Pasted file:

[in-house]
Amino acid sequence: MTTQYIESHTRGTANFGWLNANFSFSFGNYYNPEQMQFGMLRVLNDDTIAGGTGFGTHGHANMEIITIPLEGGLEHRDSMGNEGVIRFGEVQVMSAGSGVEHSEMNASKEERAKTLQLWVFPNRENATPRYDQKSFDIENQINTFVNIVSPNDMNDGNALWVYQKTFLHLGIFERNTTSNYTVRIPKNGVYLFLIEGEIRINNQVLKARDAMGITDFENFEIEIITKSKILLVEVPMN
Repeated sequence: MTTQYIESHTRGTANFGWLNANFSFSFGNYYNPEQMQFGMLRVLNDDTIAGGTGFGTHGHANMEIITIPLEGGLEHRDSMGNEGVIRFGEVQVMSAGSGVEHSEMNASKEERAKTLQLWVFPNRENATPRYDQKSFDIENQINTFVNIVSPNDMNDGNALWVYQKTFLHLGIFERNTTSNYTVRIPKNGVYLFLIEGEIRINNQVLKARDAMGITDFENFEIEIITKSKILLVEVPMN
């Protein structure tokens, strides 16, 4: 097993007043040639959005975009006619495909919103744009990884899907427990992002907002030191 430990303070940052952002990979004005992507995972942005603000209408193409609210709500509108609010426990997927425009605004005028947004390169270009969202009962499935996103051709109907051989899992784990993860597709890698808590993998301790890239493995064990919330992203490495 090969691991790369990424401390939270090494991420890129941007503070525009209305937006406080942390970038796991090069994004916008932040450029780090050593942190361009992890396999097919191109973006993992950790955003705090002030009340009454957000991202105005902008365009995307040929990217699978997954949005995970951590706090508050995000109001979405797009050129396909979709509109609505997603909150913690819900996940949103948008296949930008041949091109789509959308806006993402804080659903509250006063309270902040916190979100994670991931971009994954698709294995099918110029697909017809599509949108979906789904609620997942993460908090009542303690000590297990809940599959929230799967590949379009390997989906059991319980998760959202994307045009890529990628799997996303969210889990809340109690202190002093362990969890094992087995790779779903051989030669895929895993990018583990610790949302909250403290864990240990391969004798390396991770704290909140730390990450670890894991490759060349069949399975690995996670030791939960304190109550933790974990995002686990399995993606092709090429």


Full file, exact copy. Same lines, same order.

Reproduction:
[in-house]
Amino acid sequence: MTTQYIESHTRGTANFGWLNANFSFSFGNYYNPEQMQFGMLRVLNDDTIAGGTGFGTHGHANMEIITIPLEGGLEHRDSMGNEGVIRFGEVQVMSAGSGVEHSEMNASKEERAKTLQLWVFPNRENATPRYDQKSFDIENQINTFVNIVSPNDMNDGNALWVYQKTFLHLGIFERNTTSNYTVRIPKNGVYLFLIEGEIRINNQVLKARDAMGITDFENFEIEIITKSKILLVEVPMN
Repeated sequence: MTTQYIESHTRGTANFGWLNANFSFSFGNYYNPEQMQFGMLRVLNDDTIAGGTGFGTHGHANMEIITIPLEGGLEHRDSMGNEGVIRFGEVQVMSAGSGVEHSEMNASKEERAKTLQLWVFPNRENATPRYDQKSFDIENQINTFVNIVSPNDMNDGNALWVYQKTFLHLGIFERNTTSNYTVRIPKNGVYLFLIEGEIRINNQVLKARDAMGITDFENFEIEIITKSKILLVEVPMN
């Protein structure tokens, strides 16, 4: 097993007043040639959005975009006619495909919103744009990884899907427990992002907002030191 430990303070940052952002990979004005992507995972942005603000209408193409609210709500509108609010426990997927425009605004005028947004390169270009969202009962499935996103051709109907051989899992784990993860597709890698808590993998301790890239493995064990919330992203490495 090969691991790369990424401390939270090494991420890129941007503070525009209305937006406080942390970038796991090069994004916008932040450029780090050593942190361009992890396999097919191109973006993992950790955003705090002030009340009454957000991202105005902008365009995307040929990217699978997954949005995970951590706090508050995000109001979405797009050129396909979709509109609505997603909150913690819900996940949103948008296949930008041949091109789509959308806006993402804080659903509250006063309270902040916190979100994670991931971009994954698709294995099918110029697909017809599509949108979906789904609620997942993460908090009542303690000590297990809940599959929230799967590949379009390997989906059991319980998760959202994307045009890529990628799997996303969210889990809340109690202190002093362990969890094992087995790779779903051989030669895929895993990018583990610790949302909250403290864990240990391969004798390396991770704290909140730390990450670890894991490759060349069949399975690995996670030791939960304190109550933790974990995002686990399995993606092709090429």